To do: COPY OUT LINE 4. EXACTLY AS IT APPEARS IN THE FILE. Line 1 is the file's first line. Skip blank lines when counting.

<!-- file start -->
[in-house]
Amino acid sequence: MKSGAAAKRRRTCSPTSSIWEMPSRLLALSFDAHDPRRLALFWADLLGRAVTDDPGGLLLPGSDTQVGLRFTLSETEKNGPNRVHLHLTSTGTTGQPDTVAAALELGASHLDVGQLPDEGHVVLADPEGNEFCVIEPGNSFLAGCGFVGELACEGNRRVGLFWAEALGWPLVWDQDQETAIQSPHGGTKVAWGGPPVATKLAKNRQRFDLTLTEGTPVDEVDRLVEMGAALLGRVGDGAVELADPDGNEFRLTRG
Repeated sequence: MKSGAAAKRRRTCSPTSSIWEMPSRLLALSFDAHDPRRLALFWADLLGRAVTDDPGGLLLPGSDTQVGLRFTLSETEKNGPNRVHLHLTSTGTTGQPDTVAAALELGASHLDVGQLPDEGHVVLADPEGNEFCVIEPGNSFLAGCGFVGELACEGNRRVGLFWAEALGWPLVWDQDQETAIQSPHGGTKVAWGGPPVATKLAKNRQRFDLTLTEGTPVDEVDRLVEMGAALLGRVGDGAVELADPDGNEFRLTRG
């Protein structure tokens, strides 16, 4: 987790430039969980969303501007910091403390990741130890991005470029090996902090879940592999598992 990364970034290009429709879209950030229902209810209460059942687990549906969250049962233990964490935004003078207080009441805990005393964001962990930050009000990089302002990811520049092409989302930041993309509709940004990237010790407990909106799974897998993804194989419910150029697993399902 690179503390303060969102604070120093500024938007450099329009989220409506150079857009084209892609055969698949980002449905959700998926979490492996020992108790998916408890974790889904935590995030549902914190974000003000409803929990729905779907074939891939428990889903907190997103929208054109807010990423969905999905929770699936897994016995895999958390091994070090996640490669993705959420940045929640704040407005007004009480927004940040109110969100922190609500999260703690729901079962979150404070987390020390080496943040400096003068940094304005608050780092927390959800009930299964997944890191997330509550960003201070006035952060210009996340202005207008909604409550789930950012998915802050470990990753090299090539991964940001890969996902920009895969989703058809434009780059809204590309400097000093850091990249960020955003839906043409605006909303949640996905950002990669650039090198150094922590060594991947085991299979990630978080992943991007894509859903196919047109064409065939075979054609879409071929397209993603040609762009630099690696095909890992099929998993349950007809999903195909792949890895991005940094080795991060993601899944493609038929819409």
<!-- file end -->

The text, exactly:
């Protein structure tokens, strides 16, 4: 987790430039969980969303501007910091403390990741130890991005470029090996902090879940592999598992 990364970034290009429709879209950030229902209810209460059942687990549906969250049962233990964490935004003078207080009441805990005393964001962990930050009000990089302002990811520049092409989302930041993309509709940004990237010790407990909106799974897998993804194989419910150029697993399902 690179503390303060969102604070120093500024938007450099329009989220409506150079857009084209892609055969698949980002449905959700998926979490492996020992108790998916408890974790889904935590995030549902914190974000003000409803929990729905779907074939891939428990889903907190997103929208054109807010990423969905999905929770699936897994016995895999958390091994070090996640490669993705959420940045929640704040407005007004009480927004940040109110969100922190609500999260703690729901079962979150404070987390020390080496943040400096003068940094304005608050780092927390959800009930299964997944890191997330509550960003201070006035952060210009996340202005207008909604409550789930950012998915802050470990990753090299090539991964940001890969996902920009895969989703058809434009780059809204590309400097000093850091990249960020955003839906043409605006909303949640996905950002990669650039090198150094922590060594991947085991299979990630978080992943991007894509859903196919047109064409065939075979054609879409071929397209993603040609762009630099690696095909890992099929998993349950007809999903195909792949890895991005940094080795991060993601899944493609038929819409």